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“Unfit to Lead”: NY State Sen. Biaggi Says Gov. Cuomo Impeachment Proceedings Should Start Now
by Amy Goodman
DemocracyNow
AUGUST 10, 2021
https://www.democracynow.org/2021/8/10/ ... drew_cuomo

GUESTS
Alessandra Biaggi: New York state senator representing parts of the Bronx and Westchester.

Lawmakers in New York are preparing impeachment proceedings against Democratic Governor Andrew Cuomo after the state attorney general found Cuomo harassed at least 11 women in violation of the law — including unwanted touching and kissing, and inappropriate remarks. Cuomo’s former executive assistant, Brittany Commisso, has filed a criminal complaint against him, and other cases are expected to follow. “The governor is unfit to lead,” says New York state Senator Alessandra Biaggi, who first called on Cuomo to resign in February. She says the damage Cuomo has inflicted goes beyond sexual harassment and includes the state’s COVID relief programs, nursing homes deaths, transit funding and more. “It is very important that we act with a serious sense of urgency.”

Transcript

This is a rush transcript. Copy may not be in its final form.

AMY GOODMAN: This is Democracy Now! I’m Amy Goodman, with Juan González.

New York state lawmakers are moving ahead with preparations for impeachment proceedings against Democratic Governor Andrew Cuomo after the explosive report from the New York Attorney General’s Office found Cuomo sexually harassed at least 11 women in violation of the law, including unwanted touching, kissing, inappropriate remarks. The New York state Judiciary Committee is wrapping up its own impeachment investigation. Last week, Cuomo’s former executive assistant, Brittany Commisso, filed a criminal complaint against him. Other lawsuits are expected.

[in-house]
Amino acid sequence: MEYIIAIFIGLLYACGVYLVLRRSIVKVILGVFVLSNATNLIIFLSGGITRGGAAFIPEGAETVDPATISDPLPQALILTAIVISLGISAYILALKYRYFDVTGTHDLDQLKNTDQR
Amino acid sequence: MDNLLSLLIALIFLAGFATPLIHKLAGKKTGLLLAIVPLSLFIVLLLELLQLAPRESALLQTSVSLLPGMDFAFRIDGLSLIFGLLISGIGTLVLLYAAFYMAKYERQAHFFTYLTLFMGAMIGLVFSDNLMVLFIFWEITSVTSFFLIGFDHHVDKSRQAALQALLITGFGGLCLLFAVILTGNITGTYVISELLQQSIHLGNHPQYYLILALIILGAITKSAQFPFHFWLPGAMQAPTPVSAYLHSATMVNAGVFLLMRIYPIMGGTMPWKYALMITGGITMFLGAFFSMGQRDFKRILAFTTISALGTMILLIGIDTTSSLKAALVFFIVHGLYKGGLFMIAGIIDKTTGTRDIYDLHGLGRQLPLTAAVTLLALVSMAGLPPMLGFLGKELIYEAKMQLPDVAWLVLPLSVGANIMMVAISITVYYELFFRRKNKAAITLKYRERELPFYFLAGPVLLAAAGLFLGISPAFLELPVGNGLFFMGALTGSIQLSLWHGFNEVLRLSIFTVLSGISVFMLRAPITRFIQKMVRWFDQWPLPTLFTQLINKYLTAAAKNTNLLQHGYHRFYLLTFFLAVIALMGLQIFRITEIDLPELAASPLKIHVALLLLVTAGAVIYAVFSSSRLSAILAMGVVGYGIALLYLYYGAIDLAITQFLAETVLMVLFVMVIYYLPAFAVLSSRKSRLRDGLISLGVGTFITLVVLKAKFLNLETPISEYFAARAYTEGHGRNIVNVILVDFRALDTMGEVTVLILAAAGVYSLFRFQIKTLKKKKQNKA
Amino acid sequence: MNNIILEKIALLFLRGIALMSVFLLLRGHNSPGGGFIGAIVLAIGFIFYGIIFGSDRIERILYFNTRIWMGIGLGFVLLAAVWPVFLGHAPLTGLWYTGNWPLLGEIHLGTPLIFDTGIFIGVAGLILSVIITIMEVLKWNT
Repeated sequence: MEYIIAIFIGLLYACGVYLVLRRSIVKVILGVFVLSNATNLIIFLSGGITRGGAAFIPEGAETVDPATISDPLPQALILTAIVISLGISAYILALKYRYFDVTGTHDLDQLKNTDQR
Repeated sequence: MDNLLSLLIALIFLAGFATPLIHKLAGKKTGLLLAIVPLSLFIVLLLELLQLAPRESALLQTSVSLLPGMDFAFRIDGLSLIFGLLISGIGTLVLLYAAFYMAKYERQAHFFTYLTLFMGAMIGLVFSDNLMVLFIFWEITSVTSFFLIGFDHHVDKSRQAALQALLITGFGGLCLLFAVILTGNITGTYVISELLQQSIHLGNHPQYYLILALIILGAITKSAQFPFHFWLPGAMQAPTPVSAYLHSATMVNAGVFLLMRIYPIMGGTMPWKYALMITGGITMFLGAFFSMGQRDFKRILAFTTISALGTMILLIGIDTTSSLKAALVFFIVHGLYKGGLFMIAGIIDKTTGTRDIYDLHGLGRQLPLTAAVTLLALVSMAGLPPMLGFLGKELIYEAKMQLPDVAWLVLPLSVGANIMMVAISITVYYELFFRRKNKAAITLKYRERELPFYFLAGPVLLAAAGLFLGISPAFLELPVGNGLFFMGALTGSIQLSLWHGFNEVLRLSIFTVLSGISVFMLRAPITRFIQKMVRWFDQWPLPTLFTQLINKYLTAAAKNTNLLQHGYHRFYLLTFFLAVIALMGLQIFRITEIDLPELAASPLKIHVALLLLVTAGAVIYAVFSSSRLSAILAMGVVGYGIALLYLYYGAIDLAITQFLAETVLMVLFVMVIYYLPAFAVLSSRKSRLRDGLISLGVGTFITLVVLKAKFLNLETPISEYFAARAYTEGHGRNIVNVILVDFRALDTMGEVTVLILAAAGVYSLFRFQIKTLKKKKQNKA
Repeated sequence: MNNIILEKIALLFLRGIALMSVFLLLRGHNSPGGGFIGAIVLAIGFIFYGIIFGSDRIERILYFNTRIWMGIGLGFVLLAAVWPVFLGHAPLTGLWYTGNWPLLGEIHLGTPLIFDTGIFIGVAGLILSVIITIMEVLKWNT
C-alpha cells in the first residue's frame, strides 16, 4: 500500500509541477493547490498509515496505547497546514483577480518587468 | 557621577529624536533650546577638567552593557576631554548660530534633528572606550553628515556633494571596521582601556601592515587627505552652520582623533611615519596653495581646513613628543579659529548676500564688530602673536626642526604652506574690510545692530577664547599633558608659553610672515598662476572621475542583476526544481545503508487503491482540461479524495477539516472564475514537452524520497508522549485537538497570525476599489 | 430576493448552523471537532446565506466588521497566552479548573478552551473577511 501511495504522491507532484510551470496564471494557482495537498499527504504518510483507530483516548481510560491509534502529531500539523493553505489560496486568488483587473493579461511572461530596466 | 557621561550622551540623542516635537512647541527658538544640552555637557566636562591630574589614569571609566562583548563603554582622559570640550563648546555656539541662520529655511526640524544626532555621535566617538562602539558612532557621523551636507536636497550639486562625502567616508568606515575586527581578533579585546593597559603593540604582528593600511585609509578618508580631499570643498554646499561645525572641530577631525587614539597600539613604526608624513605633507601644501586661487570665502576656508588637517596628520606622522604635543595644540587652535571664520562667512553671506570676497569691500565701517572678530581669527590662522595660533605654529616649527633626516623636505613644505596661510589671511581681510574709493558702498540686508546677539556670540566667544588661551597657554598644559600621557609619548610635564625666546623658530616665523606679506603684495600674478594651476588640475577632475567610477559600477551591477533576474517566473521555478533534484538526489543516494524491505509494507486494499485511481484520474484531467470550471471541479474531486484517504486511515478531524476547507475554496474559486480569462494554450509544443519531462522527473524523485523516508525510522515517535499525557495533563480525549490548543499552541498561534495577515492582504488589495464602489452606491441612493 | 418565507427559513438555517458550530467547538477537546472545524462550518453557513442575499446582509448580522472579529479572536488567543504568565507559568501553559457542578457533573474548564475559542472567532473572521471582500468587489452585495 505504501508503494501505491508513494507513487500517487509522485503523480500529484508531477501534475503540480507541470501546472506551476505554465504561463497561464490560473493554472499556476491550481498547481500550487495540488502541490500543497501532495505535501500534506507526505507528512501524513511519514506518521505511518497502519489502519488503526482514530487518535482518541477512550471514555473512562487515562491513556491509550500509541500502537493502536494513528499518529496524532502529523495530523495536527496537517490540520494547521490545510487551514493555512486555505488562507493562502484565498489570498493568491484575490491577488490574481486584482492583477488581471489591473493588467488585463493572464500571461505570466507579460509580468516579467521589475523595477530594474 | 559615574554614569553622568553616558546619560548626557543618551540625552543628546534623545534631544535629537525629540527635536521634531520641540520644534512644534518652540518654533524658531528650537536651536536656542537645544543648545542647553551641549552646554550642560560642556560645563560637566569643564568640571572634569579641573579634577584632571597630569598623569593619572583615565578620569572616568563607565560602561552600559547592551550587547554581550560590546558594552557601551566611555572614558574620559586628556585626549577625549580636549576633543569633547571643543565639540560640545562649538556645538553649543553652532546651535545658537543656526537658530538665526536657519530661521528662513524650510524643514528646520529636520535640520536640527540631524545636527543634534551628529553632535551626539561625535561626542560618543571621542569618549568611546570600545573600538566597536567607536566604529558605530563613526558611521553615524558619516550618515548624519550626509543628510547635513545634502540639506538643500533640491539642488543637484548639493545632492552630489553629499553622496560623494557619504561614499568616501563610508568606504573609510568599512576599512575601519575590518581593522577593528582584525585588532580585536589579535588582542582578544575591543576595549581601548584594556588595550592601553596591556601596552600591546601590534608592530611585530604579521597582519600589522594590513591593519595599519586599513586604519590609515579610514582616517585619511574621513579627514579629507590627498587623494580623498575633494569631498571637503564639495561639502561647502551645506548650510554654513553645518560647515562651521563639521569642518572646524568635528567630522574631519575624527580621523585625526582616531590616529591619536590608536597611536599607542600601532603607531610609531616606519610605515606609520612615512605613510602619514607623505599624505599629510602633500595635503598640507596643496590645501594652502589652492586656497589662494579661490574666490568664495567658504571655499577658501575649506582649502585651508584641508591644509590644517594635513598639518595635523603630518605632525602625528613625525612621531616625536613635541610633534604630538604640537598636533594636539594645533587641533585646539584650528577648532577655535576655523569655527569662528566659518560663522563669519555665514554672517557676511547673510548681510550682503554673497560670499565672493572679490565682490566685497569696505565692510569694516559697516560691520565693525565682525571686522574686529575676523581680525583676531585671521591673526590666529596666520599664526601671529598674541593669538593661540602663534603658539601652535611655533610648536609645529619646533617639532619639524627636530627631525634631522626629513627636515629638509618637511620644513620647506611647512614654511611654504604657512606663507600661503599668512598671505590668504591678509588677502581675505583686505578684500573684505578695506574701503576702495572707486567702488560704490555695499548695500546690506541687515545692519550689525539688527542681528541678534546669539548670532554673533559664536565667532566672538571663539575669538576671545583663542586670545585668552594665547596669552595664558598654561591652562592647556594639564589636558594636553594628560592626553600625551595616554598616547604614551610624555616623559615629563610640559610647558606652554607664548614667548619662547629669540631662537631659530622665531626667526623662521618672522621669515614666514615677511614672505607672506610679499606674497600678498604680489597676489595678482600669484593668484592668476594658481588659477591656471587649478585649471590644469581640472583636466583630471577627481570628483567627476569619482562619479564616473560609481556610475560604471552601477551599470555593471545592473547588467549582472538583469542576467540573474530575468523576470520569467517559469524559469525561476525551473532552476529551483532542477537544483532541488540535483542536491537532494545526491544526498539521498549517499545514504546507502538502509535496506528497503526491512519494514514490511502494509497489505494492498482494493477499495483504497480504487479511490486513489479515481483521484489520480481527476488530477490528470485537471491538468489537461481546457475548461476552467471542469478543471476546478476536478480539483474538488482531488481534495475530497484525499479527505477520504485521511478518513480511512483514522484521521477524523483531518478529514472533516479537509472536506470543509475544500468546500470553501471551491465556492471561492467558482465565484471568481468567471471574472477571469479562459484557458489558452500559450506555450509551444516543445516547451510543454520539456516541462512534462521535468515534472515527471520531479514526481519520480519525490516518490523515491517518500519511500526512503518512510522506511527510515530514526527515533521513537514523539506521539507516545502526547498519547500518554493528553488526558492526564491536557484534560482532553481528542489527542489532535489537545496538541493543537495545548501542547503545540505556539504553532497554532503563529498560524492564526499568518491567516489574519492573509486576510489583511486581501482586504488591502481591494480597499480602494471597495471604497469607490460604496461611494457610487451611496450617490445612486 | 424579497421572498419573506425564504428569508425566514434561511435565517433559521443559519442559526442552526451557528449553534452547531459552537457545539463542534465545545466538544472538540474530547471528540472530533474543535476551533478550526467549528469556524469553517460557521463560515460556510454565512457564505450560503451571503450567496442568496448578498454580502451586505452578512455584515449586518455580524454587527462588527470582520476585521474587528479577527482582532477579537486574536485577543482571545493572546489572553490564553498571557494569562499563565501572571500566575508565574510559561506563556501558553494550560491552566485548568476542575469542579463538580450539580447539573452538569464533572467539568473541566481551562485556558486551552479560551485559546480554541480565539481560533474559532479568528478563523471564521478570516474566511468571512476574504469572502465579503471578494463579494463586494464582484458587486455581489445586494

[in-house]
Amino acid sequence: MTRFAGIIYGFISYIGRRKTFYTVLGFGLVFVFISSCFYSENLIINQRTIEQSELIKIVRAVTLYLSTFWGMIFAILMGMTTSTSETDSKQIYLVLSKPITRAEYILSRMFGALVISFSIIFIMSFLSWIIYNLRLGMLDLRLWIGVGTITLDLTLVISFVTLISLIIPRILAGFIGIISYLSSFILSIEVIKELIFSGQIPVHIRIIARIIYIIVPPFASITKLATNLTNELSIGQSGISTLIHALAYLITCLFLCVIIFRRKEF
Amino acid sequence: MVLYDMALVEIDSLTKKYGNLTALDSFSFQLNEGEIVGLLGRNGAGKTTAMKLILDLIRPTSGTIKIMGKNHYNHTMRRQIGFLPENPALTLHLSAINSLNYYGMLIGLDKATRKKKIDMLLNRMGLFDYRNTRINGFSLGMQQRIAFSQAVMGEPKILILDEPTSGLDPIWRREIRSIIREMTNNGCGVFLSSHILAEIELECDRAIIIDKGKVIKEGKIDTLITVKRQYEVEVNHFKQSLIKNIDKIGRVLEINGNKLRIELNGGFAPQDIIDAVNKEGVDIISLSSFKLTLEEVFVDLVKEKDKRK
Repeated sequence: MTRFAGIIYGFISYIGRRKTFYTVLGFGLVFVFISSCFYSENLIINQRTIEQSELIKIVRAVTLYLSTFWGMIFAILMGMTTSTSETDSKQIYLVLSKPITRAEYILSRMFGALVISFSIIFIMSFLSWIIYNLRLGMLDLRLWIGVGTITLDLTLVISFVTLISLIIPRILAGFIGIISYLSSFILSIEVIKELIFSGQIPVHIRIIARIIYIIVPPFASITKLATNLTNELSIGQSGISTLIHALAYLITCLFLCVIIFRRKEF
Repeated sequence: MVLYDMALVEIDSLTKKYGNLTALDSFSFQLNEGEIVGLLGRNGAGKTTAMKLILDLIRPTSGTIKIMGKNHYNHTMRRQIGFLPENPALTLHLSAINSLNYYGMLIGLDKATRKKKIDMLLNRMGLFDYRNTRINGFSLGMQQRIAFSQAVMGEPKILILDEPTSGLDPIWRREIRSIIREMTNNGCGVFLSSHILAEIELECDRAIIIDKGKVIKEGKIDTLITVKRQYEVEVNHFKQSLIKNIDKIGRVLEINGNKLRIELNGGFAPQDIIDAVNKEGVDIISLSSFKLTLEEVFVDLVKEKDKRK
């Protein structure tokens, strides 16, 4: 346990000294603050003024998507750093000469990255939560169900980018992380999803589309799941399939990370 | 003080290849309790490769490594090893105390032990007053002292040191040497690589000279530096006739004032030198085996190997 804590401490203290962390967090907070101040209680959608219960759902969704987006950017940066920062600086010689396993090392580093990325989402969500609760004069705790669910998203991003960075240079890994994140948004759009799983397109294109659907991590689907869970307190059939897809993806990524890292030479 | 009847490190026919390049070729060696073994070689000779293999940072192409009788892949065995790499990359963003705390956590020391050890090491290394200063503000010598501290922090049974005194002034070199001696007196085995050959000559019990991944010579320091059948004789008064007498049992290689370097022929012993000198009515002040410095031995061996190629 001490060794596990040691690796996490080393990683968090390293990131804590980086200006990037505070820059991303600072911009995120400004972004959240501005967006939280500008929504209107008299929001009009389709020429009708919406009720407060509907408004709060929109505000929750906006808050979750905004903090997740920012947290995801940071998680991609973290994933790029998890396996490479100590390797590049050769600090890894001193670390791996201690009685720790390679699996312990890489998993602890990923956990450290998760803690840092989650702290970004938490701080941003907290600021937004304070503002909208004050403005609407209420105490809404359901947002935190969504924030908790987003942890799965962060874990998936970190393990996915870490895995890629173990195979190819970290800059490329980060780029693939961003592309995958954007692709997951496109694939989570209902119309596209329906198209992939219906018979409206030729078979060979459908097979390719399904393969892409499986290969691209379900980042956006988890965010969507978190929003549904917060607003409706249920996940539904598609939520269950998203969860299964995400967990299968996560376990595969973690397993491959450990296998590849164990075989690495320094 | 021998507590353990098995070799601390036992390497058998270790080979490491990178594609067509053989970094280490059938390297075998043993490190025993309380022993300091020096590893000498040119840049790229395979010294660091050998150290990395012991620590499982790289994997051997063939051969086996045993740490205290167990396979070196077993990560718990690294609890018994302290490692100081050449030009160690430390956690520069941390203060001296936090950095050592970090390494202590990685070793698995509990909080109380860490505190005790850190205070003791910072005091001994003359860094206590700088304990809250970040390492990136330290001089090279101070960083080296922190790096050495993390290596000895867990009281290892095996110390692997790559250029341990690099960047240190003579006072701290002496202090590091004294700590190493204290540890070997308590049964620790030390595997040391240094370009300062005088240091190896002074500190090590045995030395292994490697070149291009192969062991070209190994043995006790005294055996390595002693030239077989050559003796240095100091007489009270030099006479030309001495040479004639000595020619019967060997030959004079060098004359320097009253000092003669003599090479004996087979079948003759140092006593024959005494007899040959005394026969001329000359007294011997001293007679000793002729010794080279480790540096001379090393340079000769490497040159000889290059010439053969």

We’re joined now by Alessandra Biaggi, New York state senator representing parts of the Bronx and Westchester. She first called on Cuomo to resign in February. Now his top assistant has just resigned.

The circle is closing very quickly, state Senator Biaggi. Can you talk about what’s happening in the state Legislature and what you’re demanding of Governor Cuomo now?

SEN. ALESSANDRA BIAGGI: Sure. So, thank you very much for having me on, Amy. I really appreciate being here.

I think that the most important thing for your viewers and also especially for New Yorkers to know is that right now the governor of New York, who has been found to have violated both state and federal laws, not only for sexual harassment, but also for retaliation, amongst other things, including a toxic workplace environment, is in a position where those around him, those closest to him are starting to resign. He has not resigned, as I just mentioned. So that means that myself and many other lawmakers are calling on impeachment to begin immediately.